(Immigration and Asylum Chamber) Appeal Number: HU/04844/2018
THE IMMIGRATION ACTS
Heard at Birmingham Civil Justice Centre
Decision and Reasons Promulgated
On 16th May 2019
On 29th May 2019
DEPUTY UPPER TRIBUNAL JUDGE JUSS
Mr Chimanlal Damodar Thanki
(ANONYMITY direction NOT MADE)
THE SECRETARY OF STATE FOR THE HOME DEPARTMENT
For the Appellant: Ms E. Norman (Counsel)
For the Respondent: Ms H. Aboni (Senior Home Office Presenting Officer)
DETERMINATION AND REASONS
This is an appeal against the determination of First-tier Tribunal Judge Jessica Pacey, promulgated on 26th July 2018, following a hearing at Nottingham on 18th July 2018. In the determination, the judge dismissed the appeal of the Appellant, whereupon the Appellant subsequently applied for, and was granted, permission to appeal to the Upper Tribunal, and thus the matter comes before me.
The Appellant is a male, a citizen of India, and was born on 12th May 1943. He appealed against the decision of the Respondent dated 3rd February 2018, refusing his application to remain in the UK on the basis of his family life with his wife, Mrs A. Thanki, a UK citizen. The Appellant had entered the UK on a visit visa in August 2015 which expired in May 2016. He and his wife both had medical conditions and their son was assisting with his care. The Appellant had no family, assets or home in India, as he claimed. His wife suffered from severe osteoarthritis and was in receipt of PIP. She was cared for on a day-to-day basis by her husband. He himself was a heart patient. He would need to readjust to life in India.
At the hearing before me on 16th May 2019, there was agreement between Ms Norman and Ms Aboni that the judge had erred in law in not considering the exceptional circumstances to the Appellant's claim under the Immigration Rules before turning to Article 8. Although the judge had cited the factual background as well as the relevant case law, she had reached the firm conclusion at the outset that, "the Immigration Rules have not been met because the Appellant is an overstayer. That being so, I turn to consider Article 8 outside the Rules" (paragraph 30).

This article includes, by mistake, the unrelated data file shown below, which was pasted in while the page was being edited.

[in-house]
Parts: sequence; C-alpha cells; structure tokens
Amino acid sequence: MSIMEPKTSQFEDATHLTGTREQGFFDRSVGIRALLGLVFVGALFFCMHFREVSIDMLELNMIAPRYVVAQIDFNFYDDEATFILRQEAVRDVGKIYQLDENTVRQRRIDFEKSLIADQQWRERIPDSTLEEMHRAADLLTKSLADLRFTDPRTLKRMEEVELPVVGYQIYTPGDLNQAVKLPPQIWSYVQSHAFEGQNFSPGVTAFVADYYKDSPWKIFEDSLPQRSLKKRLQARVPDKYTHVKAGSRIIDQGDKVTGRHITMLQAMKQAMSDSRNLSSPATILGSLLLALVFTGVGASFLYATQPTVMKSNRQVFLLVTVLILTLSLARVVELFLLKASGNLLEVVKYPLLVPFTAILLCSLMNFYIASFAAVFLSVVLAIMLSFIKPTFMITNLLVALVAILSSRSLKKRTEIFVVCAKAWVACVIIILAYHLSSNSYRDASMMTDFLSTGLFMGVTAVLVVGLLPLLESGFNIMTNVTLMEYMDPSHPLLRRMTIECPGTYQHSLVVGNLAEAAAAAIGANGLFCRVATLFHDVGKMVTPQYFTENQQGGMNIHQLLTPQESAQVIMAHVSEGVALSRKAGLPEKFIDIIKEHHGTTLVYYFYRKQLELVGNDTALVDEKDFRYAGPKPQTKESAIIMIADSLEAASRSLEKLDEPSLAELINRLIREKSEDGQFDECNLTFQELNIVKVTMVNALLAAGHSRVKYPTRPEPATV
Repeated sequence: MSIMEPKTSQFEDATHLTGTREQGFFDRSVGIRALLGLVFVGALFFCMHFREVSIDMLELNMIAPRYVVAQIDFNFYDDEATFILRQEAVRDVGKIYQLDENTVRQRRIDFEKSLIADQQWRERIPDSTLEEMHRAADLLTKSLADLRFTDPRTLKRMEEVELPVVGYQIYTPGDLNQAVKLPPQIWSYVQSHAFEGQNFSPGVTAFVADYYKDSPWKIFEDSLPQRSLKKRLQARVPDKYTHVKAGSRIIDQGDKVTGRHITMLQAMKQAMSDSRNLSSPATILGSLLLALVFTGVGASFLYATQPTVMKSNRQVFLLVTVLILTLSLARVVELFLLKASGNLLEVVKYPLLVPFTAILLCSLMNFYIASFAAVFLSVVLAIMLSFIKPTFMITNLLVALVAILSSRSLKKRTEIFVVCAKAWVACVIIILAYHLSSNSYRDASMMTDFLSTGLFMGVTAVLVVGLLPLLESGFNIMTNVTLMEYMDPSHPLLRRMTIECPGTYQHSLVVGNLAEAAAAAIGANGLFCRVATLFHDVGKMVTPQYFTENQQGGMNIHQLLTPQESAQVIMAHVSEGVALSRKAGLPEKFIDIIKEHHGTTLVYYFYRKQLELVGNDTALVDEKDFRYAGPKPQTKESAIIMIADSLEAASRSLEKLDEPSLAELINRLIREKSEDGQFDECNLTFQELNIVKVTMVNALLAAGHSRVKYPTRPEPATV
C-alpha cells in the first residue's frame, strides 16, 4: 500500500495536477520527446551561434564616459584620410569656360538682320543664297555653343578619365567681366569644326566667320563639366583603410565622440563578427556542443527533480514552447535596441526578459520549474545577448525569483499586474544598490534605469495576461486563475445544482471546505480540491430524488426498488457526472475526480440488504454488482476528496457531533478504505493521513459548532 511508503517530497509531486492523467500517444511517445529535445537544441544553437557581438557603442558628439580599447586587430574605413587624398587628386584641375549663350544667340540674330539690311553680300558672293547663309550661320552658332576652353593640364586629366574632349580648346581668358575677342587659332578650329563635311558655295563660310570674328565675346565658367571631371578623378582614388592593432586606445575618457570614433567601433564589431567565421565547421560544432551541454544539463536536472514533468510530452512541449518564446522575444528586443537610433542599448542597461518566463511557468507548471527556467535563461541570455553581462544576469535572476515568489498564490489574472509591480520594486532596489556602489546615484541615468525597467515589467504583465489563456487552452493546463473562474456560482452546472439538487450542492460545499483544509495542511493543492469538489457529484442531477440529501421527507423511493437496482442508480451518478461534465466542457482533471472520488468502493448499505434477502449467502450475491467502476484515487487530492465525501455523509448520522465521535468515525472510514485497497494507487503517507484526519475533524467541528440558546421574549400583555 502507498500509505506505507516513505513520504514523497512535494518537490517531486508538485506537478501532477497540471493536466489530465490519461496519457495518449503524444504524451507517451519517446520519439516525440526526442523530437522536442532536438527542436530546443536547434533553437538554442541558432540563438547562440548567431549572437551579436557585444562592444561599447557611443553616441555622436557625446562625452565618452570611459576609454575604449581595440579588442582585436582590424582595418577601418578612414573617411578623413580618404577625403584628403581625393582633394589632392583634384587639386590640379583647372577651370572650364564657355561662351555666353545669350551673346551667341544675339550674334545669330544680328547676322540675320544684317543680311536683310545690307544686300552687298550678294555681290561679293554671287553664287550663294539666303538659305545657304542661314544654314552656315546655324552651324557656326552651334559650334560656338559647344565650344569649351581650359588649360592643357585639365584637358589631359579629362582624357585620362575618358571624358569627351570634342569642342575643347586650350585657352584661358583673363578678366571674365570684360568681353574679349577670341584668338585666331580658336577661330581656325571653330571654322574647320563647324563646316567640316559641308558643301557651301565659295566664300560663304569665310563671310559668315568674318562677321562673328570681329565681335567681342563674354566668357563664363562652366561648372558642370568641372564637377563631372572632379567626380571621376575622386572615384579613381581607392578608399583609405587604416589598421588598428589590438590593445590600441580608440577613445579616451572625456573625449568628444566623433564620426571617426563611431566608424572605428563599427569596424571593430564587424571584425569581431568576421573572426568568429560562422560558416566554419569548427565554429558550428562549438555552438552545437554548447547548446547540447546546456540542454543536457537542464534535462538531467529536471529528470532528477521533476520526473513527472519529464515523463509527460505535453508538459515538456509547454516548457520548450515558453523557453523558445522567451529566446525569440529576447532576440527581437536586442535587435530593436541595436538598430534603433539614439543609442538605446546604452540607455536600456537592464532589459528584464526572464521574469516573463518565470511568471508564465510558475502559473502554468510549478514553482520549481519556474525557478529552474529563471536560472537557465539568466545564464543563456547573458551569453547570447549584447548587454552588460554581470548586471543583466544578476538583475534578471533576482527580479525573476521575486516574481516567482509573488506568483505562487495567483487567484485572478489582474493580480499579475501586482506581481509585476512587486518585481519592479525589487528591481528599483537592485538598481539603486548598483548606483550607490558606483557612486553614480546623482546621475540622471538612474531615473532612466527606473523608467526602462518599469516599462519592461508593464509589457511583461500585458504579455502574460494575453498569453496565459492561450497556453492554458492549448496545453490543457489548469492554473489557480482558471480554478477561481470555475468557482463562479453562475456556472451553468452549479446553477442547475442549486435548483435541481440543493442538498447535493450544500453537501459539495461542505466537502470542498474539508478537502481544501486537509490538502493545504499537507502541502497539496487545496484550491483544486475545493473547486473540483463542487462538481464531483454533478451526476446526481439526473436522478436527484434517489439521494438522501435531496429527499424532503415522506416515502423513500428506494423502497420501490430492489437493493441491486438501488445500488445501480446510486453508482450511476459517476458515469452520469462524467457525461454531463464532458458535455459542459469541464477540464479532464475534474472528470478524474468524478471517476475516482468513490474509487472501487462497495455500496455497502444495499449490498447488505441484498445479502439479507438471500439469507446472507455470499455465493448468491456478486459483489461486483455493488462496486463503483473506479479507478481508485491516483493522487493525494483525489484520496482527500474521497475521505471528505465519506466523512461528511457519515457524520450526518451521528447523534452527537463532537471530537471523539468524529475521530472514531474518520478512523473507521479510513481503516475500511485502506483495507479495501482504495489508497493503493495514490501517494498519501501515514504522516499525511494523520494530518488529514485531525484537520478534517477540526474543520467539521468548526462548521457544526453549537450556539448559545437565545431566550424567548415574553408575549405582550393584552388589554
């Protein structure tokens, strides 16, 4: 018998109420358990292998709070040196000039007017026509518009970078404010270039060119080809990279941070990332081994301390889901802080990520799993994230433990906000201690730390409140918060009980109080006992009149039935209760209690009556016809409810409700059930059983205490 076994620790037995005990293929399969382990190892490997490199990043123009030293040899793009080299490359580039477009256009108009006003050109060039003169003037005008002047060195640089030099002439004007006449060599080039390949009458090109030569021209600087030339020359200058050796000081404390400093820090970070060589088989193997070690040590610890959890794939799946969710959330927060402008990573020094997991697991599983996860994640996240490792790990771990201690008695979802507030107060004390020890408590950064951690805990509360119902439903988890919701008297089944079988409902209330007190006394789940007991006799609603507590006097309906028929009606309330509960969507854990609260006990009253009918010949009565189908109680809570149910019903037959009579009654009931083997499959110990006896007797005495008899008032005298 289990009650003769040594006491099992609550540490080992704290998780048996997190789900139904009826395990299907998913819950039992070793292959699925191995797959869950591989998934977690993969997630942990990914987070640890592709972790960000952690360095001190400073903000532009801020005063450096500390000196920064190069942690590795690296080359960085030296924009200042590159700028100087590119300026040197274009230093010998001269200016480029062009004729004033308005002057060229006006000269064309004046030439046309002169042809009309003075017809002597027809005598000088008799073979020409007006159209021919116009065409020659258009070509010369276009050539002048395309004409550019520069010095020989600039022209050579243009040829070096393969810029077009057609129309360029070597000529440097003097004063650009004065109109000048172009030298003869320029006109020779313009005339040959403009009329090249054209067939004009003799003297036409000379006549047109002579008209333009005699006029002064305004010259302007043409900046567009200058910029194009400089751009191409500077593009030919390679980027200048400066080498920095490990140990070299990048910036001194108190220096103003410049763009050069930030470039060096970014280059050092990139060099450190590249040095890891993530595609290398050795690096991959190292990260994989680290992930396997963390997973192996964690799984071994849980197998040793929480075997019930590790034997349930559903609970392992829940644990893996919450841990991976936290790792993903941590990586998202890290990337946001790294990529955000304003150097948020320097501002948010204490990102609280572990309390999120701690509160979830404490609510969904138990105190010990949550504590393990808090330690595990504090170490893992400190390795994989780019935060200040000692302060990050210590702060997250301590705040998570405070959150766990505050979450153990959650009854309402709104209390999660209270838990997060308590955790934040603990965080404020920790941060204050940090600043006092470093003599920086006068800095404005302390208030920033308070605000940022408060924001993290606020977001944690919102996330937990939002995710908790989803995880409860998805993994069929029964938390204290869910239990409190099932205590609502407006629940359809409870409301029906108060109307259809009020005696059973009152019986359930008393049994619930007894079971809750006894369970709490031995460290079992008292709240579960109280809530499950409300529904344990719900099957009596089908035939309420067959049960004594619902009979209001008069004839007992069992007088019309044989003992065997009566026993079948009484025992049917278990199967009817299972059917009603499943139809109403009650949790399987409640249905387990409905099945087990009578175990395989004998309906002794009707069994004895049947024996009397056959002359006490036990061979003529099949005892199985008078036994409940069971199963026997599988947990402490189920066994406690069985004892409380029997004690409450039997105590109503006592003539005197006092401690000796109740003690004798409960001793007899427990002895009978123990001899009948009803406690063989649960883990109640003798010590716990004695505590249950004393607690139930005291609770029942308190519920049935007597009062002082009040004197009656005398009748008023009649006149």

This was in error because it was part of the Immigration Rules that EX.1 should be considered in terms of any applicable exceptional circumstances to the Appellant's claim. Moreover, the judge had then gone on to consider "the question of proportionality" on the basis of a decision which was a deportation case, but taking the view that "in my view it is appropriate to adopt the same decision-making process" (paragraph 31).
Furthermore, the judge was wrong to have treated the situation before her as one involving a "precarious" family life because the Appellant and his wife had a pre-existing family life at the time when they were already married and living together in India. Yet, the judge had approached the matter on the basis that, "I note that the family life the Appellant had built in the UK had been to some significant extent built whilst he had no leave to be here" (paragraph 36). It is well-established that where family life has already been in existence before a person infringes the Immigration Rules, the position may be materially different.
Ms Aboni submitted that the judge had not considered the Appellant's position in relation to his wife properly and the medical evidence applicable. Ms Norman stated that since the decision by the judge the Appellant had now undergone heart surgery and was not well. These are matters, however, which will need to be considered by another fact-finding Tribunal upon remittal.
The decision of the First-tier Tribunal involved the making of an error on a point of law such that it falls to be set aside. I set aside the decision of the original judge. I remake the decision as follows. This appeal is remitted back to the First-tier Tribunal, to be determined by a judge other than Judge Jessica Pacey, pursuant to paragraph 7.2(b) of the practice statement because the nature or extent of any judicial fact-finding which is necessary in order for the decision of the appeal to be remade is such that, having regard to the overriding objective in Rule 2, it is appropriate to remit the case to the First-tier Tribunal.
No anonymity order is made.
The appeal is allowed.
Deputy Upper Tribunal Judge Juss 24th May 2019